Australia

news-article-australia-lucky110 Australia is facing a major slowdown in its growth in national income per capita and productivity outlook at the same time that ageing will start to make major demands on the budgets of all Australian governments. Actions taken early can make the transition to an older Australia easier.

Unless ‘luck or appropriate policies intervene’, net national income per capita, the best single measure of national prosperity, may grow by only 1.1 per cent per annum over the next five decades. In the last 20 ‘boom’ years, the yearly growth rate was 2.7 per cent.

Productivity Commission estimates that population ageing will place pressures on government budgets of 6 per cent of GDP by 2060, and reduce labour supply per capita. It projects that labour force participation rates will fall from 65 to 60 per cent.

The population aged 75 or more years is projected to rise by 4 million from 2012 to 2060. In 2012, there were roughly, one centenarian for every 100 babies. By 2060, it is estimated that there will be 25 such centenarians. Meanwhile, Australia’s population will continue to grow strongly, and is expected to lie between 34 and 42 million people by 2060, with the most likely outcome around 38 million. Sydney and Melbourne are projected to each have a population over 7 million.

Australia faces an ageing and growing population, with escalating pressures on the health system. This will place substantial pressure on Australia’s economy, living standards and government finances over the next 40 years. These are challenges affecting developed countries around the world. Population ageing reduces the proportion of working age people supporting people aged over 65 years. The rate of improvement in average living standards is projected to fall, placing pressure on Australia’s capacity to fund the spending pressures associated with an ageing population, particularly in terms of health spending. Australia’s population will continue to grow over time, though at slightly lower rates than experienced over the past 40 years. This will put pressure on infrastructure, services and the environment, but the growth also assists in managing the pressures of an ageing population by providing the skills and innovation needed to underpin continued economic growth.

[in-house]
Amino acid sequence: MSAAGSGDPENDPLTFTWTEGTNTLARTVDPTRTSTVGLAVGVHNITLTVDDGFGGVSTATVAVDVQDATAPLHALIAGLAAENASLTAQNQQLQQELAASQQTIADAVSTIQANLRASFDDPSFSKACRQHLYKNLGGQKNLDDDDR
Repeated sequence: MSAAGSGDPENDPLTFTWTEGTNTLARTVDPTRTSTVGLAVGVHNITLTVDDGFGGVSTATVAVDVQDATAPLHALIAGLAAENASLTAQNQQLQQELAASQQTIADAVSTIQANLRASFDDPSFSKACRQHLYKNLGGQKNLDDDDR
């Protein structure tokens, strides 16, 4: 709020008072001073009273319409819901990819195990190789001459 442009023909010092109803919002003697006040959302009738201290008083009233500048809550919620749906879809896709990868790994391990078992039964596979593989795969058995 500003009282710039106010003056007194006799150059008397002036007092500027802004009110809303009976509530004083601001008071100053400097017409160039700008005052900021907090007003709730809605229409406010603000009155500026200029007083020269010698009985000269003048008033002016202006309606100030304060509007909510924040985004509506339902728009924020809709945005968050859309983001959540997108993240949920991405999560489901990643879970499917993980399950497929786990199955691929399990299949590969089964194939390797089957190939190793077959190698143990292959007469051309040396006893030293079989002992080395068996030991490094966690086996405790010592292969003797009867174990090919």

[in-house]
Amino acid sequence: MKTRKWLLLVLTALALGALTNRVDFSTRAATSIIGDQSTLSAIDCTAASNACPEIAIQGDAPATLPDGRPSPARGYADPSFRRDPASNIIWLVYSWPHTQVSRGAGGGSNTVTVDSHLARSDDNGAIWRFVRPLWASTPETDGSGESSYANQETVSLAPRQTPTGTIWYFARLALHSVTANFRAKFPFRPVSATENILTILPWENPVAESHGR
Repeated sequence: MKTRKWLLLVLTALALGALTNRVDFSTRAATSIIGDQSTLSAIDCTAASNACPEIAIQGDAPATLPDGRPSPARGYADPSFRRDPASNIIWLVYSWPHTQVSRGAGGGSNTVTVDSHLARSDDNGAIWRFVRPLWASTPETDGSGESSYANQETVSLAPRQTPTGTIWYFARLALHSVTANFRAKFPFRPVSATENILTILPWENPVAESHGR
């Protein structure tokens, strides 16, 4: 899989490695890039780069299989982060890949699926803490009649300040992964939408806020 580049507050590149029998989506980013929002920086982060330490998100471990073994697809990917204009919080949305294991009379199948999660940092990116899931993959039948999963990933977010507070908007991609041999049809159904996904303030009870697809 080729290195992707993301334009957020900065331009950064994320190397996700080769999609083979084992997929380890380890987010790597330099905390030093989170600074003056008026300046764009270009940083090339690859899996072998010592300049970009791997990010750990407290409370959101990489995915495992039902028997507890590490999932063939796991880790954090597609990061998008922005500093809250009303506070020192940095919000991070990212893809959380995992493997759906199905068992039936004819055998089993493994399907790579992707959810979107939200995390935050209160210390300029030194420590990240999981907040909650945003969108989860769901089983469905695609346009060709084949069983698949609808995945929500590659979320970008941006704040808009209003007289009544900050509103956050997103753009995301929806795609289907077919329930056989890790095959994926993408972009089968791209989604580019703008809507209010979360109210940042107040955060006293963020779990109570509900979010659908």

Decisions taken in the near term will impact on the wellbeing of future generations. Productivity-enhancing reforms, particularly through nation building infrastructure and improving the skills base, will grow the economy, improve living standards, and partly offset the fiscal pressures of ageing. With an ageing population, productivity growth is the key driver of future growth prospects. Reforms that reduce barriers to participation will also lift growth and reduce future pressures.

To understand more on the economic impact of Australias Ageing Population here is an abridged review of the Intergenerational Report 2010.